Tablet Tips: Jailbreak your iPad and run windowed apps with Quasar

by Seamus Bellamy

June 4 2012

Also: Remotely accessing your photo library, coding on the go, and getting productive with Evernote.

Contrary to popular belief, jailbreaking your iPad isn't a complicated hacker pastime. By jailbreaking your iPad, you’ll gain access to hundreds of new tweaks and programs that simply can’t be found in the iTunes App Store. Want to put more apps into a single folder? How about folders inside of a folder? Perhaps a better on-screen keyboard? A quick jailbreak and a trip to Cydia—the jailbreaking community’s alternative to the iTunes App Store—is all it takes.

For anyone who has an iPad running iOS 5.1.1, jailbreaking is as easy as connecting your tablet to your computer and pushing a button, thanks to Absinthe 2.0. A free jailbreak program developed by the Chronic-Dev Team and the iPhone Dev Team, Absinthe jailbreaks your device and installs the Cydia Store to your iPad in under five minutes. Available for Mac, Windows and Linux users, Absinthe 2.0 is a free download (although donations are accepted) that’ll change the way you use your tablet to work.

If at any time you decide that jailbreaking’s not for you, your tablet can be returned to its stock configuration—definitely something to keep in mind. Apple's official line is that jailbreaking "can violate the warranty" but in practice, a Restore via iTunes is all it takes to put things back in order.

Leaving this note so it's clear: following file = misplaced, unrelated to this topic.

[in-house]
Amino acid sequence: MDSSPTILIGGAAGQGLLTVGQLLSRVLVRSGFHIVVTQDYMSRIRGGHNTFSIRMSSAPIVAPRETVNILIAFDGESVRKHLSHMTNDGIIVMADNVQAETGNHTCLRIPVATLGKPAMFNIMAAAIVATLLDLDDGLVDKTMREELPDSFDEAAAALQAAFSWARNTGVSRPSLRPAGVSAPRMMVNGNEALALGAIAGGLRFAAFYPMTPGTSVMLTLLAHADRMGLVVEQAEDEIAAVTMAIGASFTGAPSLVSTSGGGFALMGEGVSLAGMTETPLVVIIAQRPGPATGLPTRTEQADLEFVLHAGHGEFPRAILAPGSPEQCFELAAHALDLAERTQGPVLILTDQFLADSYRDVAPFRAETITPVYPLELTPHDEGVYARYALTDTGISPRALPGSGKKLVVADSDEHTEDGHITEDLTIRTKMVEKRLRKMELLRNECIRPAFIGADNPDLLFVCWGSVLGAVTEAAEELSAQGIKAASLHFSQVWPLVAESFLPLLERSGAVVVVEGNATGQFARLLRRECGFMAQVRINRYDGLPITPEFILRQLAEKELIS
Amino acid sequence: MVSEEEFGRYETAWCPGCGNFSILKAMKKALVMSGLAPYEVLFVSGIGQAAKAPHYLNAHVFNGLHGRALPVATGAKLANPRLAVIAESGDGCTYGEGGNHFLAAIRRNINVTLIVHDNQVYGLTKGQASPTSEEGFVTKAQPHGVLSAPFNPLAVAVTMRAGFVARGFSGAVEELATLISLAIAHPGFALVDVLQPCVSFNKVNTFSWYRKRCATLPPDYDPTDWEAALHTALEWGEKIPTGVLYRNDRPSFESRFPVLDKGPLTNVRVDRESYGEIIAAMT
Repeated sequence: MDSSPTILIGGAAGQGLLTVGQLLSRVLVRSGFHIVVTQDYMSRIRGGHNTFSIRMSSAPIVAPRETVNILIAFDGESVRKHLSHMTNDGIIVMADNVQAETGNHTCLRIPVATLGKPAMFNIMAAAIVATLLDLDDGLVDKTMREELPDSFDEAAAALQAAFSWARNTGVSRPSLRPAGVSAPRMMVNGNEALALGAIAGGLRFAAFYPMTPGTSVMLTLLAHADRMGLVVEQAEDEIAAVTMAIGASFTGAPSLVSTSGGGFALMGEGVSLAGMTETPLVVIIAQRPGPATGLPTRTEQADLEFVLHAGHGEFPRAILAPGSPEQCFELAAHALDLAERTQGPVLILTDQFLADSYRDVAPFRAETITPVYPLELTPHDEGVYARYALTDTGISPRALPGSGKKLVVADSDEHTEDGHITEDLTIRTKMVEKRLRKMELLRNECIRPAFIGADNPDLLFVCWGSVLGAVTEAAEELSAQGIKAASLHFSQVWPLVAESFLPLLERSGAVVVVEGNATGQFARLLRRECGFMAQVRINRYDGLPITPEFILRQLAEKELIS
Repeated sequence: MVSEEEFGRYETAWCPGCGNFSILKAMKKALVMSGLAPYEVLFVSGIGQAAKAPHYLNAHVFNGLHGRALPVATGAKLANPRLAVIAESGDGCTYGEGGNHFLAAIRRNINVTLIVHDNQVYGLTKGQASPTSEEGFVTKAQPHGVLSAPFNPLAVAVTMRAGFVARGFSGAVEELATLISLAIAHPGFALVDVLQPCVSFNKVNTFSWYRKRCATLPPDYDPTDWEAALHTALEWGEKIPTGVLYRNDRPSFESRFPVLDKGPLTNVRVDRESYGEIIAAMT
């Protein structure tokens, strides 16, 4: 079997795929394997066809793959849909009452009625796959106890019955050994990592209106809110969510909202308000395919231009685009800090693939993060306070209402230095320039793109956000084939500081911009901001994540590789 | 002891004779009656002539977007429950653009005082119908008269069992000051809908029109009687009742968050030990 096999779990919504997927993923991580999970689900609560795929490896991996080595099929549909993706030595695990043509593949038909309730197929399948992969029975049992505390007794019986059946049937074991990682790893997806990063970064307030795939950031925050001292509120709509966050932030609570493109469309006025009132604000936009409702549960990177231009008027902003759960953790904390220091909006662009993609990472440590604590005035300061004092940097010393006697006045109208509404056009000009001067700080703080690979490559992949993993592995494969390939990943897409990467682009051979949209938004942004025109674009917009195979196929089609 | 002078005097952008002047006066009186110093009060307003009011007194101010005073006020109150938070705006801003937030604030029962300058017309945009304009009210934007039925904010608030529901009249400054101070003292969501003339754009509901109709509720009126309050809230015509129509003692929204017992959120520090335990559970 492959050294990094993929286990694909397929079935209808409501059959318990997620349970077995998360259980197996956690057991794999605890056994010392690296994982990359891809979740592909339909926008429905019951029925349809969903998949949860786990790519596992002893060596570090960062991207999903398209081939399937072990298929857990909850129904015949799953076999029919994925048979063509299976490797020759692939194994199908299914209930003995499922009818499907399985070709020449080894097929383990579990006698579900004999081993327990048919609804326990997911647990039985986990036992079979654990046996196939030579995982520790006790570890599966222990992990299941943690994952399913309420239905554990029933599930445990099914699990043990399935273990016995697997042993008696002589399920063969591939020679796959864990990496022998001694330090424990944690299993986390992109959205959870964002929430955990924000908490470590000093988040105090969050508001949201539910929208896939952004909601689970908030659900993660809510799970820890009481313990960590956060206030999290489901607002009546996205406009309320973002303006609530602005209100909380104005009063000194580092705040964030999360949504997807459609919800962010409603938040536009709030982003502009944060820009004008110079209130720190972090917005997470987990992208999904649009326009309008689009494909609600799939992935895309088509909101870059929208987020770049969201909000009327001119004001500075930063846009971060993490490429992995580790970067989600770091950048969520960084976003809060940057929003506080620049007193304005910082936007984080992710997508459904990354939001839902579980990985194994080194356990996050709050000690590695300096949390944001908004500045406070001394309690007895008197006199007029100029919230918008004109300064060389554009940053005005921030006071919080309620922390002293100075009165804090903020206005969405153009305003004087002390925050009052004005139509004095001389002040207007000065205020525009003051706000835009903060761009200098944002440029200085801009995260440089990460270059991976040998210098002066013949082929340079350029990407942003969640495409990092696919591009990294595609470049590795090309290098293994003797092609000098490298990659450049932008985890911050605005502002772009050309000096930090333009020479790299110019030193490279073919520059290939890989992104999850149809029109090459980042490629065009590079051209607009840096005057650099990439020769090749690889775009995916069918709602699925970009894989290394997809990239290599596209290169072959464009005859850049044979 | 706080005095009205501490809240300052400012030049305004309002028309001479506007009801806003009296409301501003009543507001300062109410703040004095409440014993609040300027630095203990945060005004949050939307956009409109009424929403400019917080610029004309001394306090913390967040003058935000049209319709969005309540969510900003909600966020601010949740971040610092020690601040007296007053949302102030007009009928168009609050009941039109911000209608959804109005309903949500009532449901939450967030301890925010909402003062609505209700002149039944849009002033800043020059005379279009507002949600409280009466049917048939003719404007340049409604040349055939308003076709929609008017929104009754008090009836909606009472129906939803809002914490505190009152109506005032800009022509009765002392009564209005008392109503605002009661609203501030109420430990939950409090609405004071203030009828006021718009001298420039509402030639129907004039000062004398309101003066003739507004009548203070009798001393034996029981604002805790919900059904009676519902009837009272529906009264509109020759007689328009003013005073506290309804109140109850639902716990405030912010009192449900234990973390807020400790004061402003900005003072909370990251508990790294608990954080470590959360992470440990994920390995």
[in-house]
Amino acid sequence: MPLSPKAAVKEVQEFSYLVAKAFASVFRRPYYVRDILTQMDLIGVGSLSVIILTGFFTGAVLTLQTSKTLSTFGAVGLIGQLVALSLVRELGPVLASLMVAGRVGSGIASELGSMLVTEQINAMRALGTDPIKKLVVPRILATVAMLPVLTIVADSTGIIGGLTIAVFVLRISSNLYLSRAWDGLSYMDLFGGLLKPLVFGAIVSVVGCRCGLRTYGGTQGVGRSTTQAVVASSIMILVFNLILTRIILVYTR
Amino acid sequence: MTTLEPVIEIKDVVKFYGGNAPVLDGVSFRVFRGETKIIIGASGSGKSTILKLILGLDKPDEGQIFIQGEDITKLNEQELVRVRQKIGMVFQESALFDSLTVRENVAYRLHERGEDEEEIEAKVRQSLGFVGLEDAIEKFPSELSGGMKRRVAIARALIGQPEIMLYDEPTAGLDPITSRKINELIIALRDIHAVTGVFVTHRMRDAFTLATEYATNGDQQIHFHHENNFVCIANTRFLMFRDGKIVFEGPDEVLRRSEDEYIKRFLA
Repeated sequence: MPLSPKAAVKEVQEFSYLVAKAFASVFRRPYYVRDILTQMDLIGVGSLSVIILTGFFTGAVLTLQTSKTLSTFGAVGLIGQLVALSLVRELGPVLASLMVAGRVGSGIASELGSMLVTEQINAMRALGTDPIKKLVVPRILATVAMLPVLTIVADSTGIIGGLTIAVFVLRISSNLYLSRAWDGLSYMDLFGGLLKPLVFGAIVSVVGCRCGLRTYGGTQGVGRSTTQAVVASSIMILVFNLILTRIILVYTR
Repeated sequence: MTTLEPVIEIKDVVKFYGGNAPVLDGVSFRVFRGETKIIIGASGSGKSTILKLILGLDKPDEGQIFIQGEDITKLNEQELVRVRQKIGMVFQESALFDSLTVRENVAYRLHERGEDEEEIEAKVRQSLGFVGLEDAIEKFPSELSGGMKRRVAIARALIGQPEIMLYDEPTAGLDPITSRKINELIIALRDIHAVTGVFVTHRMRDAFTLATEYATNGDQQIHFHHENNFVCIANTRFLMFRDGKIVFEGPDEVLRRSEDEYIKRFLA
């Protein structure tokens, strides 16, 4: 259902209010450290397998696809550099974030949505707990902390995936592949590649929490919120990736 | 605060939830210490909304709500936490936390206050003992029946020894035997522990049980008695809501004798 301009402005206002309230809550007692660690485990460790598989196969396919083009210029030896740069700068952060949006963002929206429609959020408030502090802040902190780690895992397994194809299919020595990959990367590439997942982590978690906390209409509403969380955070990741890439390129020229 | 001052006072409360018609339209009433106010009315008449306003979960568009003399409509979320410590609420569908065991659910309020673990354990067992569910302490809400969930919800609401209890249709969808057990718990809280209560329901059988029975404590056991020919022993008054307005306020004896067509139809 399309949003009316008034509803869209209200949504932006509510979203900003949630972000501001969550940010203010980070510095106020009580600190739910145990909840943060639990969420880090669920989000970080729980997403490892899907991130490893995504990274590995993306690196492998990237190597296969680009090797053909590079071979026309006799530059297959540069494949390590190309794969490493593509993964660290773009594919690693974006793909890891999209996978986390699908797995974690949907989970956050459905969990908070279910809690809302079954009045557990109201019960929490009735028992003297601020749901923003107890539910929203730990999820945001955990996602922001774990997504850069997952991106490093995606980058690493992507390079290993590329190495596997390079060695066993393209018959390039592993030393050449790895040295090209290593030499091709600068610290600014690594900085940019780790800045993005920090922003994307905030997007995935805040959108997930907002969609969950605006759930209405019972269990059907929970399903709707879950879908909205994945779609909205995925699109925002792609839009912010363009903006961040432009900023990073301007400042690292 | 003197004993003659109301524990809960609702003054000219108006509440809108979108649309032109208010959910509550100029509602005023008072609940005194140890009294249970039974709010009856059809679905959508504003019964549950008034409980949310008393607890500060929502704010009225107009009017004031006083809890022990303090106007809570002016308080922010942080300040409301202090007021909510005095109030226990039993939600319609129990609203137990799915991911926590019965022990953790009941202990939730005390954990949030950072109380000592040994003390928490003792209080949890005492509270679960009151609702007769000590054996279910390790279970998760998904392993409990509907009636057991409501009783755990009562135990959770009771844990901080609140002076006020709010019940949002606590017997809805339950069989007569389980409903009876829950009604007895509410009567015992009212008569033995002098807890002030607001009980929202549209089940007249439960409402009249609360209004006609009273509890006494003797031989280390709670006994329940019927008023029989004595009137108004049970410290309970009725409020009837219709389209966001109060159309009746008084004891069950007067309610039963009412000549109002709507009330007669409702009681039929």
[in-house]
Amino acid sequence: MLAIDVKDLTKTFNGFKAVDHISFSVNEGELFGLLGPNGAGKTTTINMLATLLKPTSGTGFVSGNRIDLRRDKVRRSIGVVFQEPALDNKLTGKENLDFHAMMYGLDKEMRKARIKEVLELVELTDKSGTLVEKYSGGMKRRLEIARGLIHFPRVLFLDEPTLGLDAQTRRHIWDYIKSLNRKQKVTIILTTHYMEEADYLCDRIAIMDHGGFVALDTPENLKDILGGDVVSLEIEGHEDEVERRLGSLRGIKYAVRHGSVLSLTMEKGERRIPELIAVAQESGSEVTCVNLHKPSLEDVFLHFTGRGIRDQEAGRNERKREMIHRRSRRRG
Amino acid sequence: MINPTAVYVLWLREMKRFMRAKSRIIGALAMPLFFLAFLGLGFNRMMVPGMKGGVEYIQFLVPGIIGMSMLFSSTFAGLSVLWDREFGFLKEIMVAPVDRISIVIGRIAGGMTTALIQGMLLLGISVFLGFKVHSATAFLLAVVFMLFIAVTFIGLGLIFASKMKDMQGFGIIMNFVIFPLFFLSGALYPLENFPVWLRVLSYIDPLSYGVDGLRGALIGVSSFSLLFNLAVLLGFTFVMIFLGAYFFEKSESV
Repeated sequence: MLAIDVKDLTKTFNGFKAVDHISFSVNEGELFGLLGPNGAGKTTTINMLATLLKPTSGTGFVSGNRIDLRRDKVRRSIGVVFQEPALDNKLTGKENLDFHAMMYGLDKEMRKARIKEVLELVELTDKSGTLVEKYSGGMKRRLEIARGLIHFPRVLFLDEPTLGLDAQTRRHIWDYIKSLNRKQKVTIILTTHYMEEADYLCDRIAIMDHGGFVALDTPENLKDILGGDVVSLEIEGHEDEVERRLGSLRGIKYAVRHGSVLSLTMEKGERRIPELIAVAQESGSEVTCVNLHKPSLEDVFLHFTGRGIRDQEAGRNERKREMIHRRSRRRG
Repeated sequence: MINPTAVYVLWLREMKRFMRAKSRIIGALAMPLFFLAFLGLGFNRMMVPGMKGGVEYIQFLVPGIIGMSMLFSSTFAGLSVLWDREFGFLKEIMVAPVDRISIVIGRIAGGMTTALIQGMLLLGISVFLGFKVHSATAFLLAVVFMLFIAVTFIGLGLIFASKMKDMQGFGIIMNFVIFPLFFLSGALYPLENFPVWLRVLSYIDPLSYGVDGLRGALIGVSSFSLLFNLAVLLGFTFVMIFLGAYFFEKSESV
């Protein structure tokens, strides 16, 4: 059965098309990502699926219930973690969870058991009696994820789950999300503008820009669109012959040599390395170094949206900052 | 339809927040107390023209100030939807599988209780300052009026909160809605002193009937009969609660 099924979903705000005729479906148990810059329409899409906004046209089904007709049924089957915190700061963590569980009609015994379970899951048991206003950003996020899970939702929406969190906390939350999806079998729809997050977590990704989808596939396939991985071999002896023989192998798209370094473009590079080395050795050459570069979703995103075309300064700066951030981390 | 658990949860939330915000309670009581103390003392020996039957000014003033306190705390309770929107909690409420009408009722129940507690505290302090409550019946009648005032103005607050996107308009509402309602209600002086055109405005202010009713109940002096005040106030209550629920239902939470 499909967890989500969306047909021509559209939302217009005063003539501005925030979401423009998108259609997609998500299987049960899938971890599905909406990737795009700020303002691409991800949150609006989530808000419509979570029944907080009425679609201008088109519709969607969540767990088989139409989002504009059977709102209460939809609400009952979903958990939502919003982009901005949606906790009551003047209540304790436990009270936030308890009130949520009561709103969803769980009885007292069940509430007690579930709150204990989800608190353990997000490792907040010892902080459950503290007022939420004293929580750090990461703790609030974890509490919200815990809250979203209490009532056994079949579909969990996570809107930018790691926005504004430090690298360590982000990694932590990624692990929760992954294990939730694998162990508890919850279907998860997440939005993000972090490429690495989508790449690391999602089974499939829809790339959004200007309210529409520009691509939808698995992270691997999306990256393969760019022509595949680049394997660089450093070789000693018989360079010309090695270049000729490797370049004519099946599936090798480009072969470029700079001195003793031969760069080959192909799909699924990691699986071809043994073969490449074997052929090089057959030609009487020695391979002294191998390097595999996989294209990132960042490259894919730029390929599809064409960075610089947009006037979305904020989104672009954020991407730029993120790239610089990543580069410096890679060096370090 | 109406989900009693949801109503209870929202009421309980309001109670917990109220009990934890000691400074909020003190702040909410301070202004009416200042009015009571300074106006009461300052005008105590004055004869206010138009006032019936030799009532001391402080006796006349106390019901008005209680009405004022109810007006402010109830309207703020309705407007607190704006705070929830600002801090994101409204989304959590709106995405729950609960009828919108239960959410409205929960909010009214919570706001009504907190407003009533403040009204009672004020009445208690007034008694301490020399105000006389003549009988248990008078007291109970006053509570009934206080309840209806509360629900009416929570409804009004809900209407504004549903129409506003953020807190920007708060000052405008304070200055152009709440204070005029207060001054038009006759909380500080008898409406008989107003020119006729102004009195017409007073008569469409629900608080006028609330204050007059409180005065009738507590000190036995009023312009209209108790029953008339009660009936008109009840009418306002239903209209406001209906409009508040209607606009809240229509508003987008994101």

Once you’ve jailbroken your tablet, we recommend downloading Quasar, an amazing multitasking app designed specifically for the iPad and available exclusively from the Cydia store. Quasar makes it possible to work with multiple apps running in windows. The windows can be moved, resized or minimized, just like you would on a desktop computer. After working with Quasar for a few hours, you’ll wonder how you ever got along without it.

Also featured in this week’s roundup:

  • Mac|Life explains how to use Blinq to remotely access your mac’s photo library.
  • Macworld introduces readers to Diet Coda - an iPad app that allows users to code, transfer files via FTP and work with terminal commands

Be sure to check back with us every week for more tips on how work, smarter, faster and more efficiently with your tablet.

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  • autotraveler
    2 years 5 months ago

    As someone (a journalist) that lives on my PC laptop, anything that increases the utility of my iPad is worth exploring.

    I've talked about why I think Windows 8 tablets, if they are priced higher than a comparable-spec iPad is a non-starter (, these jailbreaks (which I plan to try) just might be the final nail in the coffin of most competing tablets, Android or Windows.

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